No Measure

Kelly Krumrie

ISBN: 978-1-940853-26-0
114 pgs


forthcoming 10/01


In No Measure, two entangled scientists attempt to measure, record, and modify a desert on all scales, from a wide valley to a grain of sand. The speaker works with and for another researcher who watches over her from a control room as the speaker tends a desert remediation project. The desert setting is inspired by past and present industrial and ecological disasters as a result of climate change, technological production, and desertification. 

The scientific task of measurement and documentation on such a scale, and in such a changing landscape, is impossible, and this is layered with the desire to know and be with another through the same lens, with the same language. The repetition required of scientific processes is not unlike romantic obsession. Here, performative acts of measurement create a scientific erotics, an installation the reader moves through, an atmosphere susceptible to weather. 

Krumrie explores how desire might be thought of as a “self-organized criticality” and the ways in which permutations of scale can be rendered immeasurable by a series of prose poems—a lapidary erotic.



"Situated in the desert of the imaginary that extends perilously, ecstatically, between the abstract ground of thought and the concrete process of inscription, Kelly Krumrie’s No Measure activates a “rushing system” that flows, pours, and seeps into a thousand plateaus of crystalline articulation and eroticized science. Embodying lyric performance in equal measure to cartographic reportage, No Measure transcends genre as effortlessly as it delimits the measureless tractability of “what landscape desire makes.” Krumrie writes out the history of desire as a double articulation: of sand and glass, opacity and transparency, extraction and transformation, expanse and touch, landscape and longing. Does glass—the glass of the window and screen as much as the glass of the eye and the mind—presume to be touched, eventually, as a kind of demystification of the objectivity of the gaze? Does the sprouting of grass constitute the ground in the way water formulates the shape of the container? Krumrie writes: “No matter. We’re of no measure. My mind’s eye, my attention, parts grasses to find your hands, grasses part to find your hands. If I keep writing glass, I can see what it’s made of.” In No Measure, Krumrie has documented the site-specific history of glass and the sight-specific disaggregation of desire and given us a new treatise on that most sublime of objects: the “self-organized criticality” of the human gaze." —Jose-Luis Moctezuma, author of Black Box Syndrome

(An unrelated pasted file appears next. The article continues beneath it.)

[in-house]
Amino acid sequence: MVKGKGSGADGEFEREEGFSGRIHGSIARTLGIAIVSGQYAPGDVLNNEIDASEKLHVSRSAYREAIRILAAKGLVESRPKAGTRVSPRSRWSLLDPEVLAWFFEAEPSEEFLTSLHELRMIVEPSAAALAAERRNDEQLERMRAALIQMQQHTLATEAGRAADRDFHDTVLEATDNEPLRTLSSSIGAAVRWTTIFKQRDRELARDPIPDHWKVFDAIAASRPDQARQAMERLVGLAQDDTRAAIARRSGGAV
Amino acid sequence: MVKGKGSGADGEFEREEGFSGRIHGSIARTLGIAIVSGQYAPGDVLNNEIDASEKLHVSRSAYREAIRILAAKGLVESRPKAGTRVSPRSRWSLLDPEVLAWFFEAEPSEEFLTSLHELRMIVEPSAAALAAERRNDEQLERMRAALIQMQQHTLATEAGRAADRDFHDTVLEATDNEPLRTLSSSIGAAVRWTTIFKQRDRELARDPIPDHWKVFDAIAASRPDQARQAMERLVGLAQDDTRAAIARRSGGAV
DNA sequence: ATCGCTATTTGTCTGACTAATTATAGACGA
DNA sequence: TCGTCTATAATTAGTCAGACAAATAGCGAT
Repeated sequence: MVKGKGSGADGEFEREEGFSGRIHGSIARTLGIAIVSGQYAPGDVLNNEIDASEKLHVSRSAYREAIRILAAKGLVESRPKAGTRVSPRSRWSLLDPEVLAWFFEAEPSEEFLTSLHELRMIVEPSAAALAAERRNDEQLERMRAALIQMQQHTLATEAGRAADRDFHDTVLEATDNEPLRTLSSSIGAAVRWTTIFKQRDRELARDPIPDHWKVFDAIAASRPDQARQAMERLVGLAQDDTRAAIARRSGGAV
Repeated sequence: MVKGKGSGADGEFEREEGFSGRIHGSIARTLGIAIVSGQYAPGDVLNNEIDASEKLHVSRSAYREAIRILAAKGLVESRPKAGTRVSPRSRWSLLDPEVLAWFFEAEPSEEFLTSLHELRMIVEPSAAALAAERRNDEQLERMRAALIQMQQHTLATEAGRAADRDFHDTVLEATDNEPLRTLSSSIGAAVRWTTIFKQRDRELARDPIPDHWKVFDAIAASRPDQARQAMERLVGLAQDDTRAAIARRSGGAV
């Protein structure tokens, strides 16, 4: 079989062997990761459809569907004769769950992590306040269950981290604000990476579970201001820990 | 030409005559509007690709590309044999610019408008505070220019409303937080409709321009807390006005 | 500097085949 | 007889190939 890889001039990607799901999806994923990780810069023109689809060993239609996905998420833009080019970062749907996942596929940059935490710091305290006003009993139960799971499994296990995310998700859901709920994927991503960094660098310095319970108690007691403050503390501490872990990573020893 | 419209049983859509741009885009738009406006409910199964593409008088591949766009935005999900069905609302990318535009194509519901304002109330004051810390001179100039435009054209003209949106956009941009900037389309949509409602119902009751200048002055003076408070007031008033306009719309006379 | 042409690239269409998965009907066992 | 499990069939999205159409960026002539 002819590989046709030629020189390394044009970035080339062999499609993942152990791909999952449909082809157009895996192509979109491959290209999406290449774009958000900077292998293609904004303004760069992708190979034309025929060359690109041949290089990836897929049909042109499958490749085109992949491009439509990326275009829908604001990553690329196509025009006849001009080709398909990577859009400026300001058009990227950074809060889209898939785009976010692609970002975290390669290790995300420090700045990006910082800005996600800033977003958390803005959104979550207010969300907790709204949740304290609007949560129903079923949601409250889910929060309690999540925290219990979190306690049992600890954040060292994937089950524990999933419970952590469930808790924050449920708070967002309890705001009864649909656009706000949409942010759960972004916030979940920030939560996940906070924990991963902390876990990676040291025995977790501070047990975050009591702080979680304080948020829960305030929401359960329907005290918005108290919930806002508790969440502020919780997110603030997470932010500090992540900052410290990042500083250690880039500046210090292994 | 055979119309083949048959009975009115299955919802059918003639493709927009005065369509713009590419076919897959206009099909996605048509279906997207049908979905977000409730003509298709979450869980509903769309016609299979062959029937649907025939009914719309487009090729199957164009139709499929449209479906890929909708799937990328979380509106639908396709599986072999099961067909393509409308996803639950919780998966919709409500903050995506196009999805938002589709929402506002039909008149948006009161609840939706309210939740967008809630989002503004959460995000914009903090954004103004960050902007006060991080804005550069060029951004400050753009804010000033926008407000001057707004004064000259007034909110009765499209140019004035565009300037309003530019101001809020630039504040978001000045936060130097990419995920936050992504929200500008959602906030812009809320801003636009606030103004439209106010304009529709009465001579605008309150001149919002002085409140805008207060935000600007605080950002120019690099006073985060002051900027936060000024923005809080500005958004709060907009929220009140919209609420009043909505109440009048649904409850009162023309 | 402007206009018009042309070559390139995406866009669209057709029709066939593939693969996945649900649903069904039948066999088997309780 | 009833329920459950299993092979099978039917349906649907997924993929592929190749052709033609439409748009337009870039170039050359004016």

"Kelly Krumrie's No Measure documents perception while prismatically investigating what it means to measure the shifting landscapes of space and time, including the landscape that desire makes as it seeks such knowledge. Unlike the normative Newtonian observer, the speaker here is embedded as an instrument of measurement within its own sightlines, in much the same way an observer is always part of a measurement, and affects that which is being measured, in quantum mechanics. With "no fixed position," the speaker moves the reader through the timeless landscape of the poem itself, a physical paper "scored" for measurement by a granular observer—the poet fully awake in their ecological environment. —Amy Catanzano, author of Multiversal 

No Measure is a book of pithy mathematical seduction. Through an exploration of conventionally measurable systems (vanishing points and lines, geometries and grids), Kelly Krumrie’s visually compelling account of the deception of perceptual space challenges the very notion of absolute visibility and measure. Filled with arithmetical signs, Krumrie’s erudite prose is itself as mathematically theoretical as it is literary. Dynamically nonlinear! —Emily Leon, author of Triadic Intimacy

"Even the slightest words can astound: consider “scored,” as in “An instrument is scored for my measure. That is, it tells me what to look for.” I find this book to be such an instrument, and I am delighted to learn what I must look for—as, for instance, in the desert, to look for the sand, the particularity. The abstracted beauty of a place and a way of seeing the place are among the triumphs of Krumrie’s view, her poetics of the immeasurable astonishments of being fully in a desert, a place, a world. In the end, measureless." —Bin Ramke, author of Earth on Earth


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